All of Hollywood is smitten with Chris O’Dowd, the computer geek from The IT Crowd whose low-key charm and effortless wit have won him some high-profile fans.
IN AN overdesigned London hotel, the beardy, tow-headed man striding across the glossy floor draws no stares or sideways glances. Even his very smart suit draws no second looks. In fact, Chris O’Dowd’s entrance is so low-key I start to panic that I’m about to flag down the wrong guy, and have to reboot a mental image of him as Roy, the shaggy IT Crowd computer nerd who answers helpdesk calls with, “Have you tried switching it on and off again?” before I can be certain I’m greeting the right man.
Hollywood has no trouble switching on to O’Dowd. Dining out in Los Angeles recently, he was politely approached by a woman who asked if he would mind posing for pictures with her daughter and some friends who were celebrating a 21st birthday party across the room. “When I went over, one of the dads stood up, and at that point I realised, ‘Oh my God, it’s Clint Eastwood.’ So there he was, going, ‘I really liked Bridesmaids,’ while I’m posing with his daughter, thinking, ‘Shit, Clint Eastwood knows who I am.’”
It’s hard to miss Chris O’Dowd onscreen this season; he has just finished his first self-penned sitcom, Moone Boy, for Sky, his Australian musical The Sapphires got a standing ovation at the Cannes Film Festival, and at Christmas he reunites with Bridesmaids producer Judd Apatow for This is 40. His schedule is so tight right now that although he managed to marry Scottish TV presenter Dawn Porter in August, he says, “I don’t think we’ll be able to fit in a honeymoon until Christmas.”
Their London wedding was a refreshingly unglitzy affair. The starriest guests were Richard Madeley and O’Dowd’s IT Crowd co-star Richard Ayoade. Sapphires actress Jessica Mauboy sang Halo as the couple walked down the aisle, and Mr and Mrs O’Dowd tweeted a groggy first picture of themselves as husband and wife wearing romper-style tracksuits in front of a marquee in someone’s back garden.
O’Dowd is a compulsive and impulsive Tweeter. As @bigboyler, he announced his engagement in under 140 characters: “I’m fed up with all the sex and the happiness, so I’m getting married.” The full version is that he proposed to Porter (@hotpatooties) on Boxing Day last year while staying with her family in Guernsey.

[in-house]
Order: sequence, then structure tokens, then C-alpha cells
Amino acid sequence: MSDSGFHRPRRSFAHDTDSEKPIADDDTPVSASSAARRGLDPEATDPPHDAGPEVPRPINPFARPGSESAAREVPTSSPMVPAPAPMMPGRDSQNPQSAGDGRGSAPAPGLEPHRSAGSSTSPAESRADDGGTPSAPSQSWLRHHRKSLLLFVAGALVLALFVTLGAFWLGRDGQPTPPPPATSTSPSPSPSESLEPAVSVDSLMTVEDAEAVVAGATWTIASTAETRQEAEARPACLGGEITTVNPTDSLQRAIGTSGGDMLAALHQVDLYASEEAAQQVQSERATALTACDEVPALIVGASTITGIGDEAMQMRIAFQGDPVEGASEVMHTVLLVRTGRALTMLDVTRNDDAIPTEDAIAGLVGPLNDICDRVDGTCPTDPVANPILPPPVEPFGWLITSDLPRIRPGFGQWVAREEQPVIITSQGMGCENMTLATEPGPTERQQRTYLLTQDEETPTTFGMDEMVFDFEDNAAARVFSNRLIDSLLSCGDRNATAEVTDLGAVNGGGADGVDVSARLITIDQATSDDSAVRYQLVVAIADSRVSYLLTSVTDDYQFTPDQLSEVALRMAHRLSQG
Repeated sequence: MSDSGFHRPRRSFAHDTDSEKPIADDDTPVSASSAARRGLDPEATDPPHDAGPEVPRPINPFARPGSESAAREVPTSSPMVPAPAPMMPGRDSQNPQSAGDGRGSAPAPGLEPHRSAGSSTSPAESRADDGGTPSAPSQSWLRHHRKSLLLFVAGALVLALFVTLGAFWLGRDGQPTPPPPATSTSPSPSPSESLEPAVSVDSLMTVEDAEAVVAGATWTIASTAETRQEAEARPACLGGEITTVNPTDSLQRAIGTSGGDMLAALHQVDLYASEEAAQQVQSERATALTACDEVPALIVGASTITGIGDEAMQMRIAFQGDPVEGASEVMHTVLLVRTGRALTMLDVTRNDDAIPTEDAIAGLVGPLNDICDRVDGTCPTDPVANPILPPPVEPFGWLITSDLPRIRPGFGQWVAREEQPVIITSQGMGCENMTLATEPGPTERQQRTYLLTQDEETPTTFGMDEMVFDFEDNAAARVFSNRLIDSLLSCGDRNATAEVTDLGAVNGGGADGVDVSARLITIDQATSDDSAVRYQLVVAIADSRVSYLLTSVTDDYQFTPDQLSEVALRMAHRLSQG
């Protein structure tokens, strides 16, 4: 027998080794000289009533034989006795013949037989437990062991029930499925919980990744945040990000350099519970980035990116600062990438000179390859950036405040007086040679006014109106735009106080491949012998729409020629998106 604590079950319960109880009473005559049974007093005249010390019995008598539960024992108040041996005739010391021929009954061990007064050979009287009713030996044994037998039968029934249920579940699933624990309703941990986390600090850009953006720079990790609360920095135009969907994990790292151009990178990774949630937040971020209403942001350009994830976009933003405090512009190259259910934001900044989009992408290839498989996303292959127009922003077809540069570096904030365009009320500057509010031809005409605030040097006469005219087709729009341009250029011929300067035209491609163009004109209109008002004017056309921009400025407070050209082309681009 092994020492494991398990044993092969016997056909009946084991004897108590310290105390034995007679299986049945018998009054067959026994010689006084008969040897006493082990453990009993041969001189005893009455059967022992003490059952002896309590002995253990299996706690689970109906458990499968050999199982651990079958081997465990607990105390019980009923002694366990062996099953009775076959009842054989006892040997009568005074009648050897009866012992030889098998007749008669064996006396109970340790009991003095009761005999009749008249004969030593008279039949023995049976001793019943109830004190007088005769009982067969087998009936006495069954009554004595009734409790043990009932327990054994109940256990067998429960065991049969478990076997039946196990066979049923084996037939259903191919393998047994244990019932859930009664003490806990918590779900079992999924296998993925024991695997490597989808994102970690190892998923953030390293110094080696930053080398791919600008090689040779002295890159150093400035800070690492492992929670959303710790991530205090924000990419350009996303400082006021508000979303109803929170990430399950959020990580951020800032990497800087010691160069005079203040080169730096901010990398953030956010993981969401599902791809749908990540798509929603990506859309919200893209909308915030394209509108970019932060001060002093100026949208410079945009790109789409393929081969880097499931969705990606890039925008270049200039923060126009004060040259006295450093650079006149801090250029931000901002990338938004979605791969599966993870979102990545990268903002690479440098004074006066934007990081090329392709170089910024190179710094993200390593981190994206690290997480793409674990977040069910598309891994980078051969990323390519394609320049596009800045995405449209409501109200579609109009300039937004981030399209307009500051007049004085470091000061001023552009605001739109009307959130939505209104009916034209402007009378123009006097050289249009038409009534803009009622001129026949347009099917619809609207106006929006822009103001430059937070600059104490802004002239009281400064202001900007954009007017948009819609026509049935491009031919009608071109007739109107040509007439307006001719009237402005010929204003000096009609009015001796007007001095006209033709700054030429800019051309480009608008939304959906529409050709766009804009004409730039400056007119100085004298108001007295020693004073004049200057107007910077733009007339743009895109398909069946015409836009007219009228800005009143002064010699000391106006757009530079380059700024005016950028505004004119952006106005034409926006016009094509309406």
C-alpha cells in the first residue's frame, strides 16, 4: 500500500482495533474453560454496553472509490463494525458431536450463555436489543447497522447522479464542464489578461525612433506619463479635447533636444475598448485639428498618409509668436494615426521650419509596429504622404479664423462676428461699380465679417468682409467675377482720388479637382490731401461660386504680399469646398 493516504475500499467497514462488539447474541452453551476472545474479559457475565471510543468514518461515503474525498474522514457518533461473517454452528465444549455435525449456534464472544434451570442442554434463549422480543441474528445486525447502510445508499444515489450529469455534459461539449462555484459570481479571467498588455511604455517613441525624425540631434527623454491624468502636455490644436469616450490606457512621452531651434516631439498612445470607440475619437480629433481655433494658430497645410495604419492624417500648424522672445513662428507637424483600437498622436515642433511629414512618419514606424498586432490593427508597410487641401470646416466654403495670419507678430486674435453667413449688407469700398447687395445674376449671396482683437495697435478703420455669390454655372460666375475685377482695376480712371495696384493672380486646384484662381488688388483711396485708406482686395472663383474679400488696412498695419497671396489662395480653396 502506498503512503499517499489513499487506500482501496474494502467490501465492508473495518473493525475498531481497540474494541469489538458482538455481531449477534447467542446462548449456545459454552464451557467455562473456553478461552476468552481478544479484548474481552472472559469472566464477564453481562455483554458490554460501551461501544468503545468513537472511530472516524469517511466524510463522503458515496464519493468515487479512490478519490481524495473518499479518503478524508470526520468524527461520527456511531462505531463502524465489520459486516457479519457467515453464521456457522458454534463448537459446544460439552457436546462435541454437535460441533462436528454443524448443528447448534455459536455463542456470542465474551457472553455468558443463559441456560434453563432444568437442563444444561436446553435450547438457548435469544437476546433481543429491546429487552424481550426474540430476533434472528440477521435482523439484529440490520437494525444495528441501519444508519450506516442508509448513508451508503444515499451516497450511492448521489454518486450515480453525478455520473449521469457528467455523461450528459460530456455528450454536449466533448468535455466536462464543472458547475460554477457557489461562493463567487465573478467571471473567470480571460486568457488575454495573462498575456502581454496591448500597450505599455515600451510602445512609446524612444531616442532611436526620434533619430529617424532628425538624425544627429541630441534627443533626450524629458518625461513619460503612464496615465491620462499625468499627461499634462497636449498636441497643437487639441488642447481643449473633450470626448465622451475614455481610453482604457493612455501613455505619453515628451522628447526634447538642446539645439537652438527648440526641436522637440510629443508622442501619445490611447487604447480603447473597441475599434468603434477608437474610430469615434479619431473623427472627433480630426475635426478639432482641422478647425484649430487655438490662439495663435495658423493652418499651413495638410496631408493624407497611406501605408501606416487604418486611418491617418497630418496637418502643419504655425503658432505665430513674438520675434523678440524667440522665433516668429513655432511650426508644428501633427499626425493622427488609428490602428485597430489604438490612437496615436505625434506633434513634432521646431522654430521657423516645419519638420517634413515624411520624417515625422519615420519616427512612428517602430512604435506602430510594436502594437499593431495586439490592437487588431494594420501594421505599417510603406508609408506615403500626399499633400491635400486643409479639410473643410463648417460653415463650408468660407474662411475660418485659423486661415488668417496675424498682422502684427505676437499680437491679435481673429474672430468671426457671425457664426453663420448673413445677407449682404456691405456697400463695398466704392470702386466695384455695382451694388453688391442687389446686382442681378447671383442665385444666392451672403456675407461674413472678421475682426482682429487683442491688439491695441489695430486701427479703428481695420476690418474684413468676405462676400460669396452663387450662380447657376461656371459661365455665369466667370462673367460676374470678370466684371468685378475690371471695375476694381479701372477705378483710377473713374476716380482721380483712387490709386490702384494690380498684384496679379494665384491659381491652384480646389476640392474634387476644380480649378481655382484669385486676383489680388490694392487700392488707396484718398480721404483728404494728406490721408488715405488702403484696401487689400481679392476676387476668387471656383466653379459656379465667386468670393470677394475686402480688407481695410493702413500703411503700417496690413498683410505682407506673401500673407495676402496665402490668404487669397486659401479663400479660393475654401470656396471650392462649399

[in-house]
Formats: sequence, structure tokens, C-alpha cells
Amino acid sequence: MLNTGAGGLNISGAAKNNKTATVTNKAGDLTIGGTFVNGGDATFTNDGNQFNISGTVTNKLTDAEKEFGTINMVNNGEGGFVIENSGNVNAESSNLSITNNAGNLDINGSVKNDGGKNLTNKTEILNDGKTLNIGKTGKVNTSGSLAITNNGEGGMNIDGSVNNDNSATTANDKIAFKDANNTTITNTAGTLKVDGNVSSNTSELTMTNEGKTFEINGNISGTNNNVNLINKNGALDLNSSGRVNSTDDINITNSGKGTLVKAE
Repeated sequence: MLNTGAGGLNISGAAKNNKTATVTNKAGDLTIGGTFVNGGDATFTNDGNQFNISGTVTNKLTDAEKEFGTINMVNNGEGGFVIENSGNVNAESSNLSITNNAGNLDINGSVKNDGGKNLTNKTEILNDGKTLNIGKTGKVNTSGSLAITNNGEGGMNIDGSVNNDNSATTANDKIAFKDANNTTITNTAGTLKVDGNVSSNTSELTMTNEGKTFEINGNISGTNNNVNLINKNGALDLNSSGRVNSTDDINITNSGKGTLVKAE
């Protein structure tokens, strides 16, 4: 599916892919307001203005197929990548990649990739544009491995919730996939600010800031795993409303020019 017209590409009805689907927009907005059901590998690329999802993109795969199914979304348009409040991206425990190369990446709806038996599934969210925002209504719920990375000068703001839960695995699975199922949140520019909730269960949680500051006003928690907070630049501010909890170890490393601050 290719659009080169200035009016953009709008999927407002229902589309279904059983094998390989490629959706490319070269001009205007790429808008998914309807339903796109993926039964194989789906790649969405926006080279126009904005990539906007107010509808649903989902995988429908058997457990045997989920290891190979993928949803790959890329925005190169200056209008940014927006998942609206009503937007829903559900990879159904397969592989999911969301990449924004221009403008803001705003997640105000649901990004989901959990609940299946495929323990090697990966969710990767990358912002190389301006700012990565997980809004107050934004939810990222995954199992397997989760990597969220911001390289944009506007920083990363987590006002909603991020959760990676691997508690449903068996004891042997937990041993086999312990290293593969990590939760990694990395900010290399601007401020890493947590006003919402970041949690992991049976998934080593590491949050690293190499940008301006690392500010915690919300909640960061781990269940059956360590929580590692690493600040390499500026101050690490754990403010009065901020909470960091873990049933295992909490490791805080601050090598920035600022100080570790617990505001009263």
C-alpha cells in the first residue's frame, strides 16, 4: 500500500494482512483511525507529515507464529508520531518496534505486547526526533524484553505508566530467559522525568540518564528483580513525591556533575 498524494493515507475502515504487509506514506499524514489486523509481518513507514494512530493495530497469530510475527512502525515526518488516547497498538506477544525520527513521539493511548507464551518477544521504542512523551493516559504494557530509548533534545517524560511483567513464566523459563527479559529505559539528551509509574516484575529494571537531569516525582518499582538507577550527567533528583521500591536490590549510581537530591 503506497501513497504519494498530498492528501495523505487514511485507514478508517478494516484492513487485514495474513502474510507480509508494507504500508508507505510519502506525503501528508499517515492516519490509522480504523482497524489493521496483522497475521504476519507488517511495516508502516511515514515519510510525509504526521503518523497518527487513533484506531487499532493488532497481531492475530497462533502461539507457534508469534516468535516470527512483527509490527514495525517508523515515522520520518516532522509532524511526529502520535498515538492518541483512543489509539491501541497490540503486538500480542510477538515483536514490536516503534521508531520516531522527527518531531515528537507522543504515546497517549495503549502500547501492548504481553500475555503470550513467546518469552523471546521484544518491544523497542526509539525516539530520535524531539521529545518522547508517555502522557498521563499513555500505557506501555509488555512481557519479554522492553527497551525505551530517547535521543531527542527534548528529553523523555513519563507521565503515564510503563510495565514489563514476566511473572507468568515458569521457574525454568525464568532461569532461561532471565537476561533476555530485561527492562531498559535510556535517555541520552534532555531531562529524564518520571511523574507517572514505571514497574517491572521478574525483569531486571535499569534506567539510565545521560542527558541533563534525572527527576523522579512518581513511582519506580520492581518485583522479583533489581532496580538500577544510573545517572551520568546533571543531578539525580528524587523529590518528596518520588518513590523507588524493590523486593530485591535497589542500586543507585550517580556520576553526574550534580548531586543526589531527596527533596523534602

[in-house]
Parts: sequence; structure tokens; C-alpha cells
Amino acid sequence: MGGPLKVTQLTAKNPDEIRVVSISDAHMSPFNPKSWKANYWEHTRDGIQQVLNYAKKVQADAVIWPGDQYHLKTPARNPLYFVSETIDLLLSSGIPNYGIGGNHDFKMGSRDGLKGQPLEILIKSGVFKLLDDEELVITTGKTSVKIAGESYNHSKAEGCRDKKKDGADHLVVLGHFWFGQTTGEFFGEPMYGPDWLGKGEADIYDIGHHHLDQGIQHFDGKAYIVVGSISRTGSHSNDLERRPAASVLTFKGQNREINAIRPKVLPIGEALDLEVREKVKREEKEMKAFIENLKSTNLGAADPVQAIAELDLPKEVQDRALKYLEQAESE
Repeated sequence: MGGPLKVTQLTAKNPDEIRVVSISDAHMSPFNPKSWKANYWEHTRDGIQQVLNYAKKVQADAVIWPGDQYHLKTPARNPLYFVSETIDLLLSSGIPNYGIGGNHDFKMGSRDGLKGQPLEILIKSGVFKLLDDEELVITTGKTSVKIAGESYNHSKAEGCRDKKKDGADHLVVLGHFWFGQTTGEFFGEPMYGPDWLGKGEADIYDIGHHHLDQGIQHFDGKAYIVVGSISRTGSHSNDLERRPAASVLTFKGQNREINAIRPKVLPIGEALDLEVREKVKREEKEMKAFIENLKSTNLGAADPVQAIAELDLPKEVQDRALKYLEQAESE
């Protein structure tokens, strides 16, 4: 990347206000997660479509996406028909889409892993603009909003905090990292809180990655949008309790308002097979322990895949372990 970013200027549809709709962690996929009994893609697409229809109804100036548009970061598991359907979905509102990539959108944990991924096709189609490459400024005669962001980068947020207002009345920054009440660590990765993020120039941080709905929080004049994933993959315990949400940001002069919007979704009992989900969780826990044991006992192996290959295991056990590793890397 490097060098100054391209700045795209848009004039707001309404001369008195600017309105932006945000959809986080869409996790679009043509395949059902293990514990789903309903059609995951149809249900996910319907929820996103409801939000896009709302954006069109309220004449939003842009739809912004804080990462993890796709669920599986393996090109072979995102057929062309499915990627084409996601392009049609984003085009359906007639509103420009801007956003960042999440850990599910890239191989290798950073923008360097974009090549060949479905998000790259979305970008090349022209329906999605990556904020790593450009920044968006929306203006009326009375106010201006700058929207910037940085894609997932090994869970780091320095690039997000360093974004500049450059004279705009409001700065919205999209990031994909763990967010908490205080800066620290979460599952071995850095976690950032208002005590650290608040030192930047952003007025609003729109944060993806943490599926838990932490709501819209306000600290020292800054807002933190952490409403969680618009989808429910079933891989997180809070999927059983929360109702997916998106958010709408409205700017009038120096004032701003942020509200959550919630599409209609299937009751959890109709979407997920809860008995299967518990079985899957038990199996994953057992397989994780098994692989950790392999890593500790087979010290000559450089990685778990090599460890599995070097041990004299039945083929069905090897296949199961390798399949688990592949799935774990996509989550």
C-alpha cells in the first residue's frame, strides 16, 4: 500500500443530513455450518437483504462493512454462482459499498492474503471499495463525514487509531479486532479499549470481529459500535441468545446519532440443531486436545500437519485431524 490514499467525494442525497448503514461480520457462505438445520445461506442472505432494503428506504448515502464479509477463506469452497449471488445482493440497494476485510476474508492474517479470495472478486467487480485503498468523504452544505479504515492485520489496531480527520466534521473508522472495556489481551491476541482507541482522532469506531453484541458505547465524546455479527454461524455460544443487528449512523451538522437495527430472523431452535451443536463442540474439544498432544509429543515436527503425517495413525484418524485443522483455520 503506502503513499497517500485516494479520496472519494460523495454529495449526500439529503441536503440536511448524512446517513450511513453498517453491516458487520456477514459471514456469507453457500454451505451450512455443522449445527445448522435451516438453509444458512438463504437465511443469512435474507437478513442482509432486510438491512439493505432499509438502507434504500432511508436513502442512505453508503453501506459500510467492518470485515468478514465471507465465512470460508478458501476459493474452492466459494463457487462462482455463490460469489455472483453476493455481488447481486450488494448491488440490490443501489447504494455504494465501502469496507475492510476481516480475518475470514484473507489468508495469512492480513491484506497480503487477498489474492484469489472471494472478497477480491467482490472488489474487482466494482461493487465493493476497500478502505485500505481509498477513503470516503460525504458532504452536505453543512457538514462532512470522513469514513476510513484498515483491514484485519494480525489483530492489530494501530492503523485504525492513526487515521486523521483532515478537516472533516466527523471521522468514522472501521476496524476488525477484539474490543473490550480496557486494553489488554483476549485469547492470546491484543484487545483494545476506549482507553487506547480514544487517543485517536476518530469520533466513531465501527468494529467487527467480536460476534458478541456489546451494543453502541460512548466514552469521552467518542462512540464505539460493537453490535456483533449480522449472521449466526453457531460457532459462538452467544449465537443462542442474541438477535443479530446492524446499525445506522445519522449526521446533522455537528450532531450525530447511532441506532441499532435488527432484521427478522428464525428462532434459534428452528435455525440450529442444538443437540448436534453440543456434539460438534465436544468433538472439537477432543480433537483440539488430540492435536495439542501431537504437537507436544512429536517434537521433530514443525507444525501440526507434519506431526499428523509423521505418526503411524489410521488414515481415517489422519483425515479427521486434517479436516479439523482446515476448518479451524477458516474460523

More sensationally, a few days after their wedding he posted a picture of his wife in bra, pants and a negligée on Twitter, then quickly took it down after Porter intervened. “I was on my way to work and the photographer sent me the proofs,” he admits.
The picture was from a collection of Porter larking around with her bridesmaids, getting ready for the ceremony. “There are times for restraint and there are times to boast about your sexy new wife!” O’Dowd crowed to his 237,000 followers. His sexy new wife has since forgiven him, he says. “I think she found it sweet that I was so enamoured with her.”
It helps that O’Dowd has a winning way about him: big, slightly beery and bearish, and plays up his shambolic side. His workload in the past couple of years suggests a shrewd, ambitious personality – at one point he decided his weight was limiting his opportunities and shed around two stone – but the way O’Dowd talks about his career makes his progression from British TV sitcom to lead movie actor at 33 sound like a series of happy accidents.
He’s good at film auditions, he says. “I’ve nailed being in a room for 20 minutes,” he shrugs. “Four months on set, I’m a pain in the arse but people don’t get bored with me in 20 minutes.” Does he feel he’s a man on the rise? “Well the pay cheques are going up,” he allows.
He doesn’t need any encouragement to list the kind of jobs he would rather not return to. After leaving drama school, he worked in a call centre and a pub, and one of his first screen roles was playing the getaway driver in a TV drama, although he couldn’t drive. Three times he stalled the car at the crucial moment, and in the end they had to get another extra to drive off, wearing a curly wig.